funding opportunities to survive
“Latinos and other ethnic minorities face employment discrimination”, especially in executive positions. However, Hispanics, African Americans and Native Americans are “extremely entrepreneurial and hard-working” populations. Hispanic businesses “are started at three times the national average” and Hispanic women start businesses at “six times the normal” rate. Prior to the pandemic, “the percentage of Latinos in the labor force was 68%, while the Anglo labor force participation was 63%.”
These are the words of Ramiro Cavazos, president, and CEO of the U.S. Hispanic Chamber of Commerce, in an exclusive interview with SOL DE MEDIANOCHE. In the interview, which we reproduce in full below, Cavazos stresses that we must follow the guidelines of the Centers for Disease Control and get vaccinated to reintegrate into the new post-pandemic economy as soon as possible, and that Alaska and Anchorage are “critical markets” for the success of the economies of the other 49 states.
The U.S. Hispanic Chamber of Commerce is the largest Hispanic business organization in the United States, with 4.7 million Hispanic owned business members in the country. For World Trade Day on May 25, it has scheduled the informative webinar “Business Beyond Borders,” in collaboration with the Export-Import Bank of the United States (EXIM Bank) and the U.S. Small Business Administration (SBA).
What measures are necessary to overcome the Covid19 crisis, especially in states like Alaska?
We must continue to follow U.S. Centers for Disease Control (CDC) guidelines to prevent the transmission of COVID-19, while reintegrating into the new post-pandemic economy that will require rebuilding our level of normalcy in how we transact business with one another in a hybrid, in-person, and virtual platform to conduct business. We must also continue to encourage our communities to get vaccinated as soon as possible – the faster we do, the faster we get back to normal.
Which of them are especially important for small and medium-sized businesses, and local businesses?
Though all measures are important to recover from the pandemic, the most important measures that small and medium-sized local businesses can take is to access capital for their business health through COVID-19 economic relief like the Paycheck Protection Program (PPP). Our Hispanic-owned businesses need to maximize their funding opportunities in order to come back stronger as we power our nation’s economic recovery. In addition, our businesses must continue to have access to personal protective equipment (PPE) for their employees and customers as we begin to reopen our economy.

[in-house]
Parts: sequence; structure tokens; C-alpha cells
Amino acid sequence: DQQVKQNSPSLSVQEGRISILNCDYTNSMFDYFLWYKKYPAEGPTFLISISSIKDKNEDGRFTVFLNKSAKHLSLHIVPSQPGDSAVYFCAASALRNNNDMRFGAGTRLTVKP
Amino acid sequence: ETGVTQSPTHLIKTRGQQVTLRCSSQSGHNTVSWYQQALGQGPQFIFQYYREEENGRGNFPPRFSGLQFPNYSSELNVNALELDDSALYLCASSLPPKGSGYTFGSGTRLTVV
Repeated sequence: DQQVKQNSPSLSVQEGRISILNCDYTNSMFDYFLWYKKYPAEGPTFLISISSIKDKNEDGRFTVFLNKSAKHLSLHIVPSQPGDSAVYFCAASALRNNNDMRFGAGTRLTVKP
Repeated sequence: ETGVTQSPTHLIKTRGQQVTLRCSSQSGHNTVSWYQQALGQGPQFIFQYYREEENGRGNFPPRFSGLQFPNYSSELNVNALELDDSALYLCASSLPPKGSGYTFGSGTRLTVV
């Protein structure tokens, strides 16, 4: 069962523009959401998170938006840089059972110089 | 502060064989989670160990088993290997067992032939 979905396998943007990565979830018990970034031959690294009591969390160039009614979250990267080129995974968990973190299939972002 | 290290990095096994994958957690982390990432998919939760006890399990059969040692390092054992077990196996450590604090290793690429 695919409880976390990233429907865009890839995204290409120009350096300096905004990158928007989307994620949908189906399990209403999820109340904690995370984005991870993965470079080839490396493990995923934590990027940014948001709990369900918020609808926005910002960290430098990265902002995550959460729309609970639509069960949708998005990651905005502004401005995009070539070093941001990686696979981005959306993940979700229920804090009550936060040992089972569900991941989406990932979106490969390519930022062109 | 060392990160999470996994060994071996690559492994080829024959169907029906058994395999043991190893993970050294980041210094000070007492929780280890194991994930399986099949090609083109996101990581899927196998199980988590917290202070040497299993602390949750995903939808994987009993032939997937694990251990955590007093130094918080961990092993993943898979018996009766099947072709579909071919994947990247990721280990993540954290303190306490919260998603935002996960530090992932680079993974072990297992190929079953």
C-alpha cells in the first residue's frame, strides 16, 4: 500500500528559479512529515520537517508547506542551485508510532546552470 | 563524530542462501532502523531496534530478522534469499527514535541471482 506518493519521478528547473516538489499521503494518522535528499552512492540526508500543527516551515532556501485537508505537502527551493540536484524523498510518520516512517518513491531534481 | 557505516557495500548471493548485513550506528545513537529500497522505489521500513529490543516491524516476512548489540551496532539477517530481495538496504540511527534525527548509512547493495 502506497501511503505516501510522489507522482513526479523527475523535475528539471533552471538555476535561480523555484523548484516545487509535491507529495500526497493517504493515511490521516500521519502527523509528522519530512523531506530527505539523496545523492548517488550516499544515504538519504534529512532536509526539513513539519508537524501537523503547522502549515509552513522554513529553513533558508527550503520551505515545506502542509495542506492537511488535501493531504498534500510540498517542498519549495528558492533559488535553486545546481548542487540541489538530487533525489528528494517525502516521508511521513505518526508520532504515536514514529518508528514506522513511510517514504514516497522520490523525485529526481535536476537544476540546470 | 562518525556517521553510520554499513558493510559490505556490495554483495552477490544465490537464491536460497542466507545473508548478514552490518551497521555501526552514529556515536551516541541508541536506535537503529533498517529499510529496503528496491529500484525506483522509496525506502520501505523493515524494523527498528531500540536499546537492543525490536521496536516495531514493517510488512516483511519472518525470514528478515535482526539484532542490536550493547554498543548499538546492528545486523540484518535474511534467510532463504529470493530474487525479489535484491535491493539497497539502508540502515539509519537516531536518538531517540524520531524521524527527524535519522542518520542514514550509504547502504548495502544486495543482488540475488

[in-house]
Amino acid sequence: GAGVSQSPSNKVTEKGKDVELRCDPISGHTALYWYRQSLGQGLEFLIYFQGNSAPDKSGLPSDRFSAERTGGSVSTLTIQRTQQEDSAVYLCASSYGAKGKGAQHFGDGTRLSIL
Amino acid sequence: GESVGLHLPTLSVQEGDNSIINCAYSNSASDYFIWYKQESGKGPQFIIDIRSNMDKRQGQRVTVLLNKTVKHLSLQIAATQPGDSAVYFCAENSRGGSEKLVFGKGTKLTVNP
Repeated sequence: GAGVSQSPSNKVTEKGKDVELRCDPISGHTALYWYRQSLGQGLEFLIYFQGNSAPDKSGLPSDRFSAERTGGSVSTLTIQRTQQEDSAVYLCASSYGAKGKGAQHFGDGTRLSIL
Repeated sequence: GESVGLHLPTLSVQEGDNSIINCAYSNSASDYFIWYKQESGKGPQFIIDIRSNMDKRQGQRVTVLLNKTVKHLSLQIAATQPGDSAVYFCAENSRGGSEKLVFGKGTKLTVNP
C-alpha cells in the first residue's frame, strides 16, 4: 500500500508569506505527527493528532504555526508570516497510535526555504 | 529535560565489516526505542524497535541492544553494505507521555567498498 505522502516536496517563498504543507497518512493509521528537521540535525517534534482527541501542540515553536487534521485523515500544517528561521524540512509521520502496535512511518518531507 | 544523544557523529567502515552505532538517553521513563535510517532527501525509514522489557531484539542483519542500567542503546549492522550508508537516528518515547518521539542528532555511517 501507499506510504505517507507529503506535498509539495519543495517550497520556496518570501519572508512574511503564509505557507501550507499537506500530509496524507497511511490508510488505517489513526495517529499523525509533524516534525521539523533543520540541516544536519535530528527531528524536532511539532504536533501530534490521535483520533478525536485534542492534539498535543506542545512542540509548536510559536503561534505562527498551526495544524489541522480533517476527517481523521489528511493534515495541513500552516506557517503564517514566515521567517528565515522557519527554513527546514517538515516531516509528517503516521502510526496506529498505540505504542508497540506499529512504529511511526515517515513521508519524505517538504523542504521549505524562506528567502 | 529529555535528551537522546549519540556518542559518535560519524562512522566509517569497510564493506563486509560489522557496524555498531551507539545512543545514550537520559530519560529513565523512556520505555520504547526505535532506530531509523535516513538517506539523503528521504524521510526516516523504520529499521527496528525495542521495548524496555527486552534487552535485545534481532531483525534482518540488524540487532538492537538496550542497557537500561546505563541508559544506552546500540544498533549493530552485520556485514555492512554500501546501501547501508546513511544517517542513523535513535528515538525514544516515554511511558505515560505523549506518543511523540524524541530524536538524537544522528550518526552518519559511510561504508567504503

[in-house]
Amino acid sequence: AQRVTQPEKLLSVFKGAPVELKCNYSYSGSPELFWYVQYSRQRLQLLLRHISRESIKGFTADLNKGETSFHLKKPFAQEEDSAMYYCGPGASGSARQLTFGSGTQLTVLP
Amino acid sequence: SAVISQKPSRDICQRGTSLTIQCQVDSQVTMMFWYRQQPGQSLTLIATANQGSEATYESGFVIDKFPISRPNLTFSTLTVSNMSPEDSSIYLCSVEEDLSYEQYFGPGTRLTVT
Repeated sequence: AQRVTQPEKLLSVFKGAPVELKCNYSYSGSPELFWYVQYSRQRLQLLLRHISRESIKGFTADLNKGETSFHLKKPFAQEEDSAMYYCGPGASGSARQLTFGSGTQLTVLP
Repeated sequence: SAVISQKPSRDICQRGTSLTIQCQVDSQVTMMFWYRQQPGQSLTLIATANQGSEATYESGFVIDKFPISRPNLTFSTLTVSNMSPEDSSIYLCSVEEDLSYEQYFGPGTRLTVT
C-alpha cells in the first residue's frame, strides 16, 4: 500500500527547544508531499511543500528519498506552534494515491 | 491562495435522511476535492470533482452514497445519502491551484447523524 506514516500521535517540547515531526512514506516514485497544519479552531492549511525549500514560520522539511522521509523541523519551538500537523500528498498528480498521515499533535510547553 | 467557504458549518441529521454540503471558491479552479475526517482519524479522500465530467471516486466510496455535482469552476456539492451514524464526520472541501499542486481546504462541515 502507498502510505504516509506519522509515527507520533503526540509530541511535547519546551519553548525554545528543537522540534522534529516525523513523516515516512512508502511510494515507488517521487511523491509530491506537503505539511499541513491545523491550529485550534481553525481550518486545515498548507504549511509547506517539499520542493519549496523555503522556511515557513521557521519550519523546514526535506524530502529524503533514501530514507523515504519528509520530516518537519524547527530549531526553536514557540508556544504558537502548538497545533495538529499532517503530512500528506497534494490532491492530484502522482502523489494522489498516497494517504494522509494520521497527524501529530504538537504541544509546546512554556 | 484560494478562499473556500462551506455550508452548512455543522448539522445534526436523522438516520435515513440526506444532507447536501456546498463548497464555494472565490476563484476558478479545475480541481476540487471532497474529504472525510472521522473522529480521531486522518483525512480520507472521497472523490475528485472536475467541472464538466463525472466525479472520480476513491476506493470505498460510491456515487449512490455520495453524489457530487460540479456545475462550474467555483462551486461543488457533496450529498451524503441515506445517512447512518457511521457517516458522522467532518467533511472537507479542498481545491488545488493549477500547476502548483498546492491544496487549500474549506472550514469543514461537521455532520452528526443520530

Do you believe that Hispanics and other ethnic minorities suffer discrimination from employment?
Yes, it is factually proven that Latinos and other ethnic minorities suffer from employment discrimination, especially when it comes to executive or corporate level positions. As an example, the number of Latino and Latina CEOs of Fortune 1000 firms is a lot less by percentage than the 18% of the population of Latinos in the country. The spelling and utilizing a Spanish first name or surname have been proven to affect even job application opportunities.
Are Hispanics, African Americans and Native Americans naturally entrepreneurial populations?
By all means, these three populations are extremely entrepreneurial and hardworking in the midst of considerable obstacles that present themselves to job start up, job expansion, or access to a historical advantage by inheriting a business, compared to other non-minority populations in the U.S. that have been provided advantages not seen by Hispanics, African Americans, or Native Americans. In fact, Hispanic businesses start at 3 times the rate of the national average, and Hispanic women start businesses at 6 times the normal rate. From 2007 to 2012, 86% of new small businesses in the United States were U.S. Latino-owned businesses (CNBC). Pre-pandemic, the percentage of Latinos in the workforce was 68%; whereas Anglo workforce participation was at 63% (U.S. Bureau of Labor Statistics).
What types of businesses have the most potential and opportunities for development in today’s Covid times?
All businesses have great potential and opportunities to succeed in today’s new COVID environment; however, a business that is not using the internet, technology, and the digital platforms is a business that will quickly run out of business. Competition and survival in this new economy post-COVID will require tremendous adjustment and creativity to succeed. The new mantra will be to meet our new customers wherever they are, and we must correspond to those needs in order to meet the needs of our U.S. economy. In fact, 70% of our national economy is driven by consumer spending.
How important are Alaska and Anchorage to the Chamber’s activities?
Alaska and Anchorage are very important to the Chamber’s activities because it is a big energy and tourism economy. While not a state with a large Latino population when compared to other states, Alaska and Anchorage are critical markets and integral to the success of the economies of our other 49 states. The United States Hispanic Chamber of Commerce is very interested in that all 50 states in America are valued equally in their economic impact to improve the prosperity and the quality of life of Hispanics and all Americans throughout this country. In addition, while Alaska’s contributions to our national economy are important, equally important is Alaska’s commitment to reaching out to our Latina and Latino entrepreneurs in the rest of the country and providing opportunities to start businesses in Anchorage and across the state – a win-win for Latinos, Alaskans, and our national economy as a whole.